Evil ampersands! They have caused me hours of headaches in past XML
From: Code for Libraries [mailto:[log in to unmask]] On Behalf Of
Sent: Monday, December 09, 2013 4:35 PM
To: [log in to unmask]
Subject: Re: [CODE4LIB] problem in old etd xml files
What's killing you is the ampersands. When these were encoded they
contained characters that hadn't been properly encoded as XML (mainly
special linguistic characters and non-breaking spaces). Definitely replace
your :stylesheet with -stylesheet, but then do a find and replace on all
of your ampersands. It's the number one giant killer with modern XML
parsers. I downloaded your file, switched in the hyphen and ditched all
the ampersands and the solution tested good for me in Chrome and Firefox.
Jason Bengtson, MLIS, MA
Head of Library Computing and Information Systems Assistant Professor,
Graduate College Department of Health Sciences Library and Information
Management University of Oklahoma Health Sciences Center 405-271-2285,
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On Dec 9, 2013, at 3:57 PM, "Robertson, Wendy C"
<[log in to unmask]> wrote:
> Thanks. I'll see if this helps.
> I'm sure IE was used to view the files 4.5 years ago. I don't think I
looked at them, but we had super employees (recent grads from library
school) that worked with the files and I trust that they would have
> Fortunately we only have 7 of these to try to fix.
> -----Original Message-----
> From: Code for Libraries [mailto:[log in to unmask]] On Behalf
> Of Jon Gorman
> Sent: Monday, December 09, 2013 3:17 PM
> To: [log in to unmask]
> Subject: Re: [CODE4LIB] problem in old etd xml files
> A lot of modern systems won't load entities (or will limit it somehow)
because of the denial of service attack that is possible. Look for XML
Entity Reference Denial of Service. I can't remember if Public
declarations are treated any differently than System ones. (I would have
suspected it to trust SYSTEM ones more, but they'd still be exploitable by
the same bug).
> (There's also a fair number of other errors, I'm somewhat skeptical that
the example worked on many browsers even then. It's possible IE was
flexible enough it would have worked).
> One thing you might want to do is is take out the entities.
> I can't remember why I had to do this, but xmllint seemed to do the
> ( I found a snippet at
> but it' smissing the necessary --loaddtd)
> xmllint --loaddtd --noent --dropdtd FRONT.xml > FRONT_nodtdent.xml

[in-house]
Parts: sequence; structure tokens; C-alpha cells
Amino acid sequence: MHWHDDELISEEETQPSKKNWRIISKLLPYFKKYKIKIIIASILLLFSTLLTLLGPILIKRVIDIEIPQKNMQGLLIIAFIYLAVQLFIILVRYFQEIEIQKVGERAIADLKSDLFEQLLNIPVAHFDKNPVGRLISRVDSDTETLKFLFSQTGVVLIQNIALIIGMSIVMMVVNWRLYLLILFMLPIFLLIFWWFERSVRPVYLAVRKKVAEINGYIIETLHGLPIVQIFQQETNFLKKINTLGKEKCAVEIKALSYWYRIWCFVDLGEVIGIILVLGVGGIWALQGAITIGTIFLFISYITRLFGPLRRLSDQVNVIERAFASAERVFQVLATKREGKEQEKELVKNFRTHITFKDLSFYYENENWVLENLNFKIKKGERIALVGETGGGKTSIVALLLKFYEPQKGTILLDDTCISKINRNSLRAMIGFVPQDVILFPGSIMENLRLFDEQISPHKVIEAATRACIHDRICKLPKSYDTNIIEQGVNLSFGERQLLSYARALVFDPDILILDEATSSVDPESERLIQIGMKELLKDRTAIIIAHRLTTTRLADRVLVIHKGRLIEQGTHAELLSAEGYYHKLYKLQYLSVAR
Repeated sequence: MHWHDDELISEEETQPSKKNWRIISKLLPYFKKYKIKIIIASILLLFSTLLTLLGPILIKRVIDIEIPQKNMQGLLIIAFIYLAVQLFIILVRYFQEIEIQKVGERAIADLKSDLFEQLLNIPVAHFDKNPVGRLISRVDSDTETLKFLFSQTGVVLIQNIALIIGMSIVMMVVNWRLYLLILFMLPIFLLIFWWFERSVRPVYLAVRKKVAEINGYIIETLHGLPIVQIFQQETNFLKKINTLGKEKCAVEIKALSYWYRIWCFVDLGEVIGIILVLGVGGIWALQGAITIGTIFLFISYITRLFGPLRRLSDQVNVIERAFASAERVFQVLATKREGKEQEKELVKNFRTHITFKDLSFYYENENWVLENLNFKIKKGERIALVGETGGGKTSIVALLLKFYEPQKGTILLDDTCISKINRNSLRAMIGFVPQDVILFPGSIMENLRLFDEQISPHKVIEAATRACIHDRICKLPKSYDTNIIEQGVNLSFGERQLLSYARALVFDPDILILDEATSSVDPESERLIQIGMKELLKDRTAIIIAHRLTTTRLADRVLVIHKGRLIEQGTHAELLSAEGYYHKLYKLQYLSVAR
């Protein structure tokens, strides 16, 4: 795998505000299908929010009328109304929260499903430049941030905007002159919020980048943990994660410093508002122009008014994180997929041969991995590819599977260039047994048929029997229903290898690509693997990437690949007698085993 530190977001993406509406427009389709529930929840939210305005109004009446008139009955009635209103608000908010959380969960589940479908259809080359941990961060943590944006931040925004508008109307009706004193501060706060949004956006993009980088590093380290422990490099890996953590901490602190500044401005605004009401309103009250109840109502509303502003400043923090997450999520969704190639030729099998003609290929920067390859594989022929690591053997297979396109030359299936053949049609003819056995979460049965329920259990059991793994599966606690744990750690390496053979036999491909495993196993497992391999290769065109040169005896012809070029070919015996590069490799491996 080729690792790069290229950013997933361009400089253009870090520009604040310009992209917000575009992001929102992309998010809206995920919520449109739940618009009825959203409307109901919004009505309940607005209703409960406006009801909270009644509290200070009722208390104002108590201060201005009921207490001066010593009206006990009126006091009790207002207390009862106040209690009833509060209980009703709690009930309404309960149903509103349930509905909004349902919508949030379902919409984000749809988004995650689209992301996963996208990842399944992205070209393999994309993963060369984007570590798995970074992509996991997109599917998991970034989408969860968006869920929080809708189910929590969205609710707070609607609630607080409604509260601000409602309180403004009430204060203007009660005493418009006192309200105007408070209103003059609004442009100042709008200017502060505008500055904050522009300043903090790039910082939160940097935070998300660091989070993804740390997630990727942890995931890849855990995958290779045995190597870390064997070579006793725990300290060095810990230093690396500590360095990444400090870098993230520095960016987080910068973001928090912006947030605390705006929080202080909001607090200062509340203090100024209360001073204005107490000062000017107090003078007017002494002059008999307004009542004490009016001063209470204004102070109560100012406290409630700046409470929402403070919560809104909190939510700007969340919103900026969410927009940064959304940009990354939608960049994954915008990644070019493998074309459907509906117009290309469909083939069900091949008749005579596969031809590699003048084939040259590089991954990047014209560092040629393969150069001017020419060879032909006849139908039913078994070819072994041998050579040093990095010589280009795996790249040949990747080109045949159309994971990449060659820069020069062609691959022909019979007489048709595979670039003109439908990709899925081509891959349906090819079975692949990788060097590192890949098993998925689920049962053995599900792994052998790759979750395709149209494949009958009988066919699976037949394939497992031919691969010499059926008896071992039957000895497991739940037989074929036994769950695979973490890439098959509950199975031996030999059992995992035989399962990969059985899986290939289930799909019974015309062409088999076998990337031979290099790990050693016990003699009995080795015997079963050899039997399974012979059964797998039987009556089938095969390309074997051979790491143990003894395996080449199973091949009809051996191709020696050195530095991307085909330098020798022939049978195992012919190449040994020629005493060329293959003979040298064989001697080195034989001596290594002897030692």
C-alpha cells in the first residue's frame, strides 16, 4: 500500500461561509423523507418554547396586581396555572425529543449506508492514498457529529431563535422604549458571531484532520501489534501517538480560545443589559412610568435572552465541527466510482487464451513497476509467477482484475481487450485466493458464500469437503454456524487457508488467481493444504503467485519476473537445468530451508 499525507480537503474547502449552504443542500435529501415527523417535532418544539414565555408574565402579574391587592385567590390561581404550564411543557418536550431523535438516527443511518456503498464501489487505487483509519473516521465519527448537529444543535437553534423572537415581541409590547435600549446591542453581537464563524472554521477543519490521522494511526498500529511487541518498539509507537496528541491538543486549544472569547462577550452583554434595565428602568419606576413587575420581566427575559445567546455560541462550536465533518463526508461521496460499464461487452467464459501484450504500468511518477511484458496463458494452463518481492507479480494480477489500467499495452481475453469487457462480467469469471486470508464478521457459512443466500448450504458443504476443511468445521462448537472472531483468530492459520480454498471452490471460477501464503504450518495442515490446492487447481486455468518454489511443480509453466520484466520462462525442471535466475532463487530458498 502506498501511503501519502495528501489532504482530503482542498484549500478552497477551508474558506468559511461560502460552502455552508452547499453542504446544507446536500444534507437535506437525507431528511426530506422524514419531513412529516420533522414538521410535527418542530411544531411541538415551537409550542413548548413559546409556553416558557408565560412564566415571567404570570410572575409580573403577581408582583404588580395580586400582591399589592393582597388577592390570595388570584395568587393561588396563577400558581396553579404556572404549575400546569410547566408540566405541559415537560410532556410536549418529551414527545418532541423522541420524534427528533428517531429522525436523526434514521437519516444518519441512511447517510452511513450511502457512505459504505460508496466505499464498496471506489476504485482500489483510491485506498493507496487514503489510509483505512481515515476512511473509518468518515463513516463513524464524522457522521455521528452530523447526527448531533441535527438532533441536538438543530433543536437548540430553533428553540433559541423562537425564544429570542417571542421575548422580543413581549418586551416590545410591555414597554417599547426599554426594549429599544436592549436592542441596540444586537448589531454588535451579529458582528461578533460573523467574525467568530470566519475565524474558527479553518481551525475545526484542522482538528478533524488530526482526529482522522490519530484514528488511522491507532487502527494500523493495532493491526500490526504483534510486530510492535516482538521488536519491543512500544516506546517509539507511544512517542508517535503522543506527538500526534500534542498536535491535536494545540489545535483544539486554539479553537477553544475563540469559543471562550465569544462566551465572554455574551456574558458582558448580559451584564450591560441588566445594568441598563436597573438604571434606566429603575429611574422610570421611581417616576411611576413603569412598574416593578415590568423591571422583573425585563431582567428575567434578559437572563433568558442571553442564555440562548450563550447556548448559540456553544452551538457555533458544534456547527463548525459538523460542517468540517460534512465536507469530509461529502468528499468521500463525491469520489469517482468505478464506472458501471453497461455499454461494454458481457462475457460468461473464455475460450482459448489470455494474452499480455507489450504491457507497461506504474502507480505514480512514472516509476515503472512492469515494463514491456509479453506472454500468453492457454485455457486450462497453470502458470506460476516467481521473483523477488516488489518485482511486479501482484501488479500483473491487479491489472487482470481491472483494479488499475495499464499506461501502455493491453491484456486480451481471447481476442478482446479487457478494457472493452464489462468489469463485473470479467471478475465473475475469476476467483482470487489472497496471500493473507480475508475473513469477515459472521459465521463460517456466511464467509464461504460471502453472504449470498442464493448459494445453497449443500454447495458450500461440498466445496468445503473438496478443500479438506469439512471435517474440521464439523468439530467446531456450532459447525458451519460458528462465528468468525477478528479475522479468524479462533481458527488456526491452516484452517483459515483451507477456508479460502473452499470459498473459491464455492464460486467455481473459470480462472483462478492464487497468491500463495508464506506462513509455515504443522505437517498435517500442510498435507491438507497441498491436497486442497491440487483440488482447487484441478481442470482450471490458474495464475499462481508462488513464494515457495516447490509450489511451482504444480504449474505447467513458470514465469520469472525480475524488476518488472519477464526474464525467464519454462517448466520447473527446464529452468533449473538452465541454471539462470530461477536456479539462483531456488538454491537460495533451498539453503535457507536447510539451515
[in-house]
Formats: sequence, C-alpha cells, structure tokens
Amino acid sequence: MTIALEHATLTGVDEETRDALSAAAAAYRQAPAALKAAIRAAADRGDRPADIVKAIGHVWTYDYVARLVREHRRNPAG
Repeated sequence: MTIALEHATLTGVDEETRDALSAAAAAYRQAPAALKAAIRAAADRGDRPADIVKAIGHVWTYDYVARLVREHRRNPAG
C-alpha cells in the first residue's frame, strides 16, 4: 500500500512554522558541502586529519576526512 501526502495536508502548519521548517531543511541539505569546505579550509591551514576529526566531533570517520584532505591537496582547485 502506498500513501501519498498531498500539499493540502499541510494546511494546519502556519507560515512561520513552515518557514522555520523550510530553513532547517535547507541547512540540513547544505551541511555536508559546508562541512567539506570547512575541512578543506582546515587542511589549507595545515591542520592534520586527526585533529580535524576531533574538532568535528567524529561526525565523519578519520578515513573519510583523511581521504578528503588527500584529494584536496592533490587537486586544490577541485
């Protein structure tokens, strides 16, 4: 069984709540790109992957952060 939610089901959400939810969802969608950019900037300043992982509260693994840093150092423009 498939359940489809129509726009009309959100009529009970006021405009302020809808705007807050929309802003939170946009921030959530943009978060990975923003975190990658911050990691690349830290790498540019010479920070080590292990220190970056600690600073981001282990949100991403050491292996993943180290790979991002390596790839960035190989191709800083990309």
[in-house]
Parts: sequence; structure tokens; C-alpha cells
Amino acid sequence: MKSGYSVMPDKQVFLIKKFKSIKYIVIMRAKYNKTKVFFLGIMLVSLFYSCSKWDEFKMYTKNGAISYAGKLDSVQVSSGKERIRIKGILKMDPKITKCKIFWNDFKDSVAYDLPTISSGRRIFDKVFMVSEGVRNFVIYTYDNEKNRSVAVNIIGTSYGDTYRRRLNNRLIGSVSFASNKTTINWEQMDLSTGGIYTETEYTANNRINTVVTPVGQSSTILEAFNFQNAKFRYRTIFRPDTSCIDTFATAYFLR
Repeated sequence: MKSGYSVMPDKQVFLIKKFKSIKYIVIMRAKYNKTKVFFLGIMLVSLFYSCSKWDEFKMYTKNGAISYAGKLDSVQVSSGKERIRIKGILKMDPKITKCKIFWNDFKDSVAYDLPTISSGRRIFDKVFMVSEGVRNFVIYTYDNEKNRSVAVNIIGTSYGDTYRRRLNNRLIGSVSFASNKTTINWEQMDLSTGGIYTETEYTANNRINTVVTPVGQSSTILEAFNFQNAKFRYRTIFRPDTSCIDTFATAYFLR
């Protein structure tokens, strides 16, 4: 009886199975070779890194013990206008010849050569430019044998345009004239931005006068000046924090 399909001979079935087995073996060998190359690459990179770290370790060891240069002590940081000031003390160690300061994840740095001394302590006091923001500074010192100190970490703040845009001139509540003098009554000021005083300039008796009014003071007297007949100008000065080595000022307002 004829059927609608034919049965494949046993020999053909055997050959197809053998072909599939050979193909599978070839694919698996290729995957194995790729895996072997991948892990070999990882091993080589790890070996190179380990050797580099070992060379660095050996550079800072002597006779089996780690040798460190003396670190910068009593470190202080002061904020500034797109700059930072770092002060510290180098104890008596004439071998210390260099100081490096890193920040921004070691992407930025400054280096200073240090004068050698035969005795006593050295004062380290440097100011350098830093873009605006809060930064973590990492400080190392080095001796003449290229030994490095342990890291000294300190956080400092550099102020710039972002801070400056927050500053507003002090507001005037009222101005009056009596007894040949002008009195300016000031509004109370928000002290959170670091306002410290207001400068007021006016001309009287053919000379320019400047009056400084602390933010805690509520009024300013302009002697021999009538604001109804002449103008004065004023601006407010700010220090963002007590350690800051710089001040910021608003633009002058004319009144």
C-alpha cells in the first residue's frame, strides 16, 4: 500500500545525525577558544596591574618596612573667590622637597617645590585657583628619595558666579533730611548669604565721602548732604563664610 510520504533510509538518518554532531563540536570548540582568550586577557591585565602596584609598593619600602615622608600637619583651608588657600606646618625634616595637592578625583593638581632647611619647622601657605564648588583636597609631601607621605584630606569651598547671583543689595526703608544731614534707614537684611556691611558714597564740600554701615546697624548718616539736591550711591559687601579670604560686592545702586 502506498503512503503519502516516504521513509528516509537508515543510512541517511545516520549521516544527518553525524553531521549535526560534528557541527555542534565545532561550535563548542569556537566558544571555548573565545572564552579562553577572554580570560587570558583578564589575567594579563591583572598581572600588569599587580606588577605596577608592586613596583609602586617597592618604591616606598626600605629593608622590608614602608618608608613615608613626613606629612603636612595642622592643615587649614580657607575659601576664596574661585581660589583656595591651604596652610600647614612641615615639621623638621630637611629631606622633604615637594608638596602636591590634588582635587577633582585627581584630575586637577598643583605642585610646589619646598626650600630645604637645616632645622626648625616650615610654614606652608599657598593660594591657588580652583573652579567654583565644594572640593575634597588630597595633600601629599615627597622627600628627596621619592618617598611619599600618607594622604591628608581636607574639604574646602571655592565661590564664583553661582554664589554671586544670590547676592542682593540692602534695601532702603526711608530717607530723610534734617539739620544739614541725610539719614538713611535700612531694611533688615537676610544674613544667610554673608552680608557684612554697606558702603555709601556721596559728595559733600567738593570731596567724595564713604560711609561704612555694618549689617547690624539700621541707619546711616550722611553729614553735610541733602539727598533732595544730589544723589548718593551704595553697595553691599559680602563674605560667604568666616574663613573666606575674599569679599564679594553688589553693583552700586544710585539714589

> I mean, you don't need the dtd for validation, particularly since I
suspect given the errors it may not validate anyhow.
> It might make the files a little harder to read when reading the raw
source, but I suspect that's not typically a problem.
> Jon Gorman
> University of Illinois
> On Mon, Dec 9, 2013 at 2:10 PM, Robertson, Wendy C <
[log in to unmask]> wrote:
>> Back in 1999-2002 a handful of our theses were submitted as a
>> collection of xml files. We posted the files in our repository
>> several years ago (we posted a zipped folder with all the files). At
>> that time, if you opened front.xml you would be able to access the
>> thesis. We have not touched the files in the close to 5 years since
>> we posted them, but the files no longer open correctly. One of the
problem theses is http://ir.uiowa.edu/etd/189/.
>> Front.xml begins
>> <?xml version="1.0" encoding="UTF-8"?> <?xml:stylesheet
>> type="text/css" href="UIowa2K1.css" ?> <!DOCTYPE thesis SYSTEM
>> I have tried the following changes but they do not help
>> 1) Adding standalone="no"? to the xml declaration -- <?xml
>> version="1.0" " encoding="UTF-8" standalone="no"?>
>> 2) Changing the case of "UIowa2K1.css" and "UIowa2K.dtd" to match
>> files (which are in all caps)
>> 3) Changing xml:stylesheet to xml-stylesheet
>> Chrome shows errors that entities are not defined, but they are
>> defined in the dtd.
>> I would appreciate any assistance in making these documents available
>> again. Thanks!
>> Wendy Robertson
>> Digital Scholarship Librarian * The University of Iowa Libraries
>> 1015 Main Library * Iowa City, Iowa 52242 [log in to unmask]
>> * 319-335-5821